Friends: You cannot control if your friends accidentally drop a spoiler. However, if you have a friend you know cannot control themselves, I suggest not telling that friend when you are reading a particular book - that will reduce the possibility of a spoiler about that book while you are reading it. I know that doesn’t sound nice, but I will admit that I have done it. Also, in a group chat environment, be quick to jump in right at the beginning and remind everyone you haven’t read that book yet! Being quick can save an out of control, spoiler filled conversation.

So, how do you avoid being that person who spoils a book for someone else? Well, it is just a matter of being careful. Don’t tweet or post an update that contains a spoiler. Try not to call or text a friend about the amazing “oh my god” moment unless you know that they have read the book. And in general conversation, try not to say too much about a book, unless you know for certain the other person has read it. And mark any spoiler filled reviews on Goodreads. These things should keep you safe from getting daggers from other booklovers :)

Melissa’s say:

Spoilers grind my gears. I understand that when people read a book that has a huge ending they get excited, and people naturally want to talk about these things with other people as well. But some people go about this in the completely wrong way which spoils these things for other people.

Look and I understand that a lot of the time this is accidental as well, but the benefit of typing things on the internet is that you have the chance to look at what you say before you say it for the most part. So you have the opportunity to filter yourself if you have to. :)

I have to admit, I have been fairly fortunate in that I haven’t had too many books spoiled for me - and I have my own laziness to thank for that evidentally. lol It’s because I don’t spend a whole heap of time on Goodreads (I update my books but I don’t post in groups or forums much) and I am inherently lazy with my twitter account, so I actually miss a lot of spoilers that I know people have posted.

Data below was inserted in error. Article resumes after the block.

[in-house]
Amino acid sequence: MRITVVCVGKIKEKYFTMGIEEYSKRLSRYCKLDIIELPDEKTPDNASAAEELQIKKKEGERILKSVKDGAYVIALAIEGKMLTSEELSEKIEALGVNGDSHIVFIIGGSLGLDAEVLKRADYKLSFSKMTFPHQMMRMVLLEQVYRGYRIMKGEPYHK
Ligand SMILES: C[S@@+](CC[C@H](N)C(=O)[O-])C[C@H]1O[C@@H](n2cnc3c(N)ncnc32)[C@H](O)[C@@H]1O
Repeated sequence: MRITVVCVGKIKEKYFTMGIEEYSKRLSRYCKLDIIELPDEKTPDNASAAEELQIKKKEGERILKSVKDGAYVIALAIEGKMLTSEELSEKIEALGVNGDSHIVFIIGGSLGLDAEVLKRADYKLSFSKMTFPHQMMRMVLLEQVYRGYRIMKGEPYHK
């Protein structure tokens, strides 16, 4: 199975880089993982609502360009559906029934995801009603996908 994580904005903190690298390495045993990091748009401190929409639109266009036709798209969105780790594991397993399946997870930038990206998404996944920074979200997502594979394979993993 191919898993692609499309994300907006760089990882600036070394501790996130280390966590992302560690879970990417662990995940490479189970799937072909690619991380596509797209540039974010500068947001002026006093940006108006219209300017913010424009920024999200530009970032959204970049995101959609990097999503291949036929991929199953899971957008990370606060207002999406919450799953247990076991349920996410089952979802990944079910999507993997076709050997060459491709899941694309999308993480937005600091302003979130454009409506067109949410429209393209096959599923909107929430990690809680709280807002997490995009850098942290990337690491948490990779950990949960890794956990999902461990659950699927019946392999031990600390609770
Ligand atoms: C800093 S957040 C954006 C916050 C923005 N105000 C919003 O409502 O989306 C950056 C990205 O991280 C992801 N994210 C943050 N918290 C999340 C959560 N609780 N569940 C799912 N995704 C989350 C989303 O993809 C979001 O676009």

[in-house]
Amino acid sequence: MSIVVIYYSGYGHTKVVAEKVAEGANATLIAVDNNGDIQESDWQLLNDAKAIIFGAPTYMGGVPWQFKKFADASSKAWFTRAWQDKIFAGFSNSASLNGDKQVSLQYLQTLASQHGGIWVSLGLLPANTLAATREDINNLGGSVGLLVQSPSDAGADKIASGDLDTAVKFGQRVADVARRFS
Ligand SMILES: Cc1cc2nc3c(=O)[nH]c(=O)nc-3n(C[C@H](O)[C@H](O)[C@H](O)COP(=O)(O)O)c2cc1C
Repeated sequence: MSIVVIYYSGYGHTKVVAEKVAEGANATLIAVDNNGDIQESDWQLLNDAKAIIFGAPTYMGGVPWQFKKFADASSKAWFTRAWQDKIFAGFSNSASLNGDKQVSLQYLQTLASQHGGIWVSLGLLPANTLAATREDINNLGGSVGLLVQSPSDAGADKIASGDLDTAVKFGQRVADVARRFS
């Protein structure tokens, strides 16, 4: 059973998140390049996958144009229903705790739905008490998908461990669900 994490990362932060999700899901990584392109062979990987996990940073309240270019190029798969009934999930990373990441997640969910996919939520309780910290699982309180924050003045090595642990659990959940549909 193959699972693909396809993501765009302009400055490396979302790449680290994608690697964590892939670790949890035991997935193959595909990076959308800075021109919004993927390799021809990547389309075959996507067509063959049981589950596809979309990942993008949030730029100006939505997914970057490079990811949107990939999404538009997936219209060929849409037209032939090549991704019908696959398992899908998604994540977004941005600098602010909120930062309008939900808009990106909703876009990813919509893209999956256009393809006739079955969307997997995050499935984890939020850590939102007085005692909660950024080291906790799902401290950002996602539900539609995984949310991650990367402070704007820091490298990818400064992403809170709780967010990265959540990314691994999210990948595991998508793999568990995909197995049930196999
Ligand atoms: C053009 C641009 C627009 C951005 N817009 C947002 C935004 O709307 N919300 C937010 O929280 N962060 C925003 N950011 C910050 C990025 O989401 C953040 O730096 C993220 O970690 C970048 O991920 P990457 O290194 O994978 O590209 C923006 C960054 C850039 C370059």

With Veronica Roth’s Allegiant only having been released on the 22nd, I’ve heard that people have posted spoilers as soon as the next day to this book. People.. this isn’t fair to everyone else! I pre-ordered Allegient from The Book Depository. And so I am currently waiting for my copy in the mail at the moment - I haven’t even been able to get my hands on a copy yet and I am hearing about people ruining this experience for others. That is so thoughtless and mean!

Due to the nature of being a blogger, we’re exposed to a lot of different comments and forums where people could potentially ruin experiences for us. I think we all just need to be really careful when we talk about books online. Remember how amazing your experience reading a book is when you’re finding out the twists for the first time? Let others enjoy that experience.

Everyone I follow and visit tend to be really good - if they weren’t I probably wouldn’t follow or visit them. lol So thanks to all you good people out there who feel the same way!

Have you ever had a book ruined for you because of a spoiler? Let us know in your comments below!

What do you think?

  • […] Kristen & Melissa @ Book Nerd Reviews discuss spoilers […]

  • Wattle says:

    I personally don’t mind spoilers (well…most of the time lol sometimes I decide I don’t want to know). I am one of those people that if I know something is going to happen, I anticipate it more and get more out of it than I otherwise would.

    However I am very conscious of the fact that almost everyone else hates spoilers; so I try to keep my reviews and thoughts spoiler free/incredibly vague if I do touch on something. It bugs me when people are careless about how they just release information. Spoilers need to be marked and/or hidden for sure.

    • Melissa says:

      Oh really? I love getting this perspective from someone else, cause I know I hate spoilers, but it’s always great to hear from someone else on the other side of this!

      I also appreciate that you get other people don’t love spoilers too. And I think you’re right - they should be marked either way and then people can make an informed decision about whether they want to read them or not.
      Melissa recently posted…Blogging 101: Commenting and socialisingMy Profile

  • Debbie says:

    I am probably in the minority but I absolutely LOVE spoilers! Having said that, however, I try to be careful and not share them with people who aren’t spoiler-happy or end-peekers like I am.